• I very much enjoyed the show, although noticed that the story of how LEGO was created was streamlined hugely. They omitted the involvement of Ole's son, who has always seemed to me to be the real hero. He suggested that they purchase the plastic moulding machine, and it was he who saw how the business could be grown.

    Still, very interesting stuff, although I would agree with others who have suggested that the link with architecture was tenuous. Just an excuse really to produce a show about LEGO as far as I could see, not that I had any problem with that!
  • I agree regarding the Fallingwater point. I thought the whole point of showing it was so they could then show off the Lego set!

    I did find it odd that one chap used his interview time to sound off about the fact that Lego are now all about pre-designed sets with linear instructions, but is that really a bad thing?
  • Nice as the Ole stuff was, I'd have preferred they focused more on Lego architecture, talked about System in Play and Modulex and hell, how about a mention of the Architecture line?? As LiT says, the full circle of Lloyd-Wright being chosen for official sets would have been a nice touch... Moshie Safdie would have been even more relevant.

    And given they moaned about intricate pieces and the narrow creativity of licensed sets, it would have been interesting to have balanced that with 21050 Architecture Studio. Maybe they couldn't find one to film ;0)

    Rant over. I think I'd set my expectations of the Culture Show too high. Their Doctor Who 50th thing was brilliant.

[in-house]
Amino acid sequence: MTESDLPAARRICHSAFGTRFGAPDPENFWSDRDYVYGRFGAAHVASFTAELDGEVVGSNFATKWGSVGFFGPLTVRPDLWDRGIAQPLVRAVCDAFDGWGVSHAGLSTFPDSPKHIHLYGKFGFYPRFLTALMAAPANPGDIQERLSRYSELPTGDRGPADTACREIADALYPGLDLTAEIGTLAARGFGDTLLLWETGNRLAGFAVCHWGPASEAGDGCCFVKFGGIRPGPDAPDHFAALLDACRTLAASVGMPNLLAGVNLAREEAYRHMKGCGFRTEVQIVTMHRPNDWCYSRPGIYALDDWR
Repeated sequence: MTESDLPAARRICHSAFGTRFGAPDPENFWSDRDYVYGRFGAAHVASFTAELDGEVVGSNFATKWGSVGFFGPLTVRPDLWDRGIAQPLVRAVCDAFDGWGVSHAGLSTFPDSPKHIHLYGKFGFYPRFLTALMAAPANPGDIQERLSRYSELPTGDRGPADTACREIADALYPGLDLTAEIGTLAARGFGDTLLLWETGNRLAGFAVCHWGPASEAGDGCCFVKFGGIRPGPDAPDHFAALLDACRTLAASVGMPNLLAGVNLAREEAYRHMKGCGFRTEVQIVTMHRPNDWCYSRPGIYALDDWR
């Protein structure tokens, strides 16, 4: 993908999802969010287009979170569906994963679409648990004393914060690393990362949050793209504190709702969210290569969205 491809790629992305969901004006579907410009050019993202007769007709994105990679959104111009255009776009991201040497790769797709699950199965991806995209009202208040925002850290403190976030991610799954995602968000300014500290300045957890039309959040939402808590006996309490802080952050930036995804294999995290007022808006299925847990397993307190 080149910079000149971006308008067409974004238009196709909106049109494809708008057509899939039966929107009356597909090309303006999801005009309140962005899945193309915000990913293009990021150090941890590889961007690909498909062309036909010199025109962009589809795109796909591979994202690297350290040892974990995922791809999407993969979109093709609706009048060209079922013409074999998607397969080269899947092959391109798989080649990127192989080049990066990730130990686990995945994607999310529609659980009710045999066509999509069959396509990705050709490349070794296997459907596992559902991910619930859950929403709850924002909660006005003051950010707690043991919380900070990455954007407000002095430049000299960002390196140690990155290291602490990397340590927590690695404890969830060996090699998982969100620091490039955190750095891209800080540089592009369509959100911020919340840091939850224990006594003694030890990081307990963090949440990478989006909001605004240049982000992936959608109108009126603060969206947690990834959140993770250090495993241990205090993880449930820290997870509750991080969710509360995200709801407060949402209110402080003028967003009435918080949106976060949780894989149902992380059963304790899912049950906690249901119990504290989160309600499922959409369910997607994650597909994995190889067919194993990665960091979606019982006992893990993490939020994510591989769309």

• I wonder if they had to tread a careful line not to be out and out advertising products. Showing a bunch of architecture sets might have added little extra, even falling water might not to be honest but would have been seen as advertising.

    It also wouldn't have helped with their narrative that Lego and other toys was what drove children to architecture but now in the digital age it's minecraft. And it's provably true, for £20 you get minecraft, limitless possibilities, infinite bricks in all colours, build entire world's that take up no space and require no tidying up. The difference is like night and day especially combined with the ever more specific parts in lego sets.

    Font get me wrong Lego is s great toy but I'm not sure it's the incredible driver of creativity it used to be, other than perhaps with technic.
  • What I got from the documentary was basically:
    "Lego was great and inspired creativity in children and many architectural movements, etc, but is now getting too complicated and scripted and Minecraft is replacing it as Lego for the technology generation."

    It seemed to be almost as much focussed on Minecraft as Lego (towards the end, at least).